• Client-side deduplication is best (dedupe 2.0). Why send everything from the production server if it will be discarded by the storage array (dedupe 1.0) or the backup server (dedupe 1.5)? Instead, by making the production server dedupe aware, only new data whose fragments or blocks aren’t already in deduplicated storage are sent.

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While there are scenarios where deduplication should be driven by the storage (1.0) or media server (1.5), an ideal data deduplication environment for most environments would have the changed data going directly from the production server to storage (2.0), with the backup server the scheduler and keeper of the catalog and metadata only. This level of deduplication maturity doesn’t necessarily require hardware, although software is required.

ESG’s latest research on data protection modernization reveals how dedupe users are delivering or planning to deliver deduplication within their data protection products. Among current dedupe users, 46% use a software-only approach, 28% apply hardware-only methods and 26% employ a combination of the two.

• A software-only approach might involve Symantec NetBackup 7.5, for example, with its client-side deduplication and accelerator features. Symantec Backup Exec, CommVault Simpana and Quest (now part of Dell) NetVault represent similar software-centric approaches.

• A hardware-only approach might involve any deduplication array in which enablement software is turned off (or not available) within the backup server, and the backup server is unaware of the deduplication capabilities of the storage.

• A hardware plus software approach might be something along the lines of the EMC Data Domain products, with Data Domain Boost at work either in the backup server or in the production server via EMC NetWorker or even Oracle Recovery Manager (RMAN). Similar functionality is being touted by Hewlett-Packard (HP) through its recently announced HP StoreOnce and Catalyst enablement APIs.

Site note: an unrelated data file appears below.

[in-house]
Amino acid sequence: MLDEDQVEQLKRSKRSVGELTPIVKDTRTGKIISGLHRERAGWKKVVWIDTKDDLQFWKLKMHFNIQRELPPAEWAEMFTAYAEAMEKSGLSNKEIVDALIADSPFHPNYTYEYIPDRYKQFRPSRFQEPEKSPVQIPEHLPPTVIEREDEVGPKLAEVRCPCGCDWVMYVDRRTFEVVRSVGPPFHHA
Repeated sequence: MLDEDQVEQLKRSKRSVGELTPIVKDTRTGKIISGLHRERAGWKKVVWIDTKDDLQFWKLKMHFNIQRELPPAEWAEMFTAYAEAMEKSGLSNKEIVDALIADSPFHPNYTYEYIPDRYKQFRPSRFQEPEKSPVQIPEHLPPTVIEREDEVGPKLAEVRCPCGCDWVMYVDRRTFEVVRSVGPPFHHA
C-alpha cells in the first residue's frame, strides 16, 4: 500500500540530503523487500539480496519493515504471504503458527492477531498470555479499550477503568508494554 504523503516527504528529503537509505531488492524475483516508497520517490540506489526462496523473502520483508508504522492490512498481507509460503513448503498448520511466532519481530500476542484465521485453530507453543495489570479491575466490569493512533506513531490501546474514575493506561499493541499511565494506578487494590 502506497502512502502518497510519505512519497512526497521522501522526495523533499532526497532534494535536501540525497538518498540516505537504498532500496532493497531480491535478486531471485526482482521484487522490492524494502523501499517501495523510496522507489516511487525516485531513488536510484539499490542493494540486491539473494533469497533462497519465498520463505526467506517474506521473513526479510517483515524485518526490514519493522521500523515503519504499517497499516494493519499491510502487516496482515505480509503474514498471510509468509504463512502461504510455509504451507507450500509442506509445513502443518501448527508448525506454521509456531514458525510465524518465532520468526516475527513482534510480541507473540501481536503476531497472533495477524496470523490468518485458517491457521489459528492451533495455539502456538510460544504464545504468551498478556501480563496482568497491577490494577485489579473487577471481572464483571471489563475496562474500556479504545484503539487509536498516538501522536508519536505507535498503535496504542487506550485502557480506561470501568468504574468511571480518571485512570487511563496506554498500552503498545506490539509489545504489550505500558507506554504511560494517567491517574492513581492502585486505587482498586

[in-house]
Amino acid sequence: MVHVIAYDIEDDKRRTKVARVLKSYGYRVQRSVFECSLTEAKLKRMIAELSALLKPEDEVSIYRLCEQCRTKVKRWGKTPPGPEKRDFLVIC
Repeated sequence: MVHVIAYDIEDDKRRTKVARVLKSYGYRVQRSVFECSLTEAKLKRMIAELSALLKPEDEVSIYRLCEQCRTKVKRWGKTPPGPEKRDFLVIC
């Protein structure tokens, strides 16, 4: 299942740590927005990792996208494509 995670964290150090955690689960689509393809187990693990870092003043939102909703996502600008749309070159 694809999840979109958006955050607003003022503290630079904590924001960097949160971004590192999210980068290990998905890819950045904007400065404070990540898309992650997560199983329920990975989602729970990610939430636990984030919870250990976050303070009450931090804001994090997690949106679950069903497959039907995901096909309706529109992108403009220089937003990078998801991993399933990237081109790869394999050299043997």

Interestingly, IT respondents who aren’t yet using deduplication (but plan to deploy) have a different strategy. In those cases, only 19% plan to use a software-only approach (down from 46% of current users). These respondents have a much higher anticipated use of hardware-centric or hardware plus software products.

If you haven’t committed to data deduplication, do that first. Next, consider where the deduplication will occur. When talking to vendors, get them to pinpoint their published ingest rate for data during backups, as well as their restore rate (which may be very different).

Then, because every vendor calls itself the “most innovative next-generation leader in deduplication,” test it -- not with a read-through of their whitepapers, but with a representative sampling of your data.

BIO: Jason Buffington is a senior analyst with Enterprise Strategy Group. He focuses primarily on data protection, Windows Server infrastructure, management and virtualization. He blogs at CentralizedBackup.com and tweets as @JBuff.

This was first published in August 2012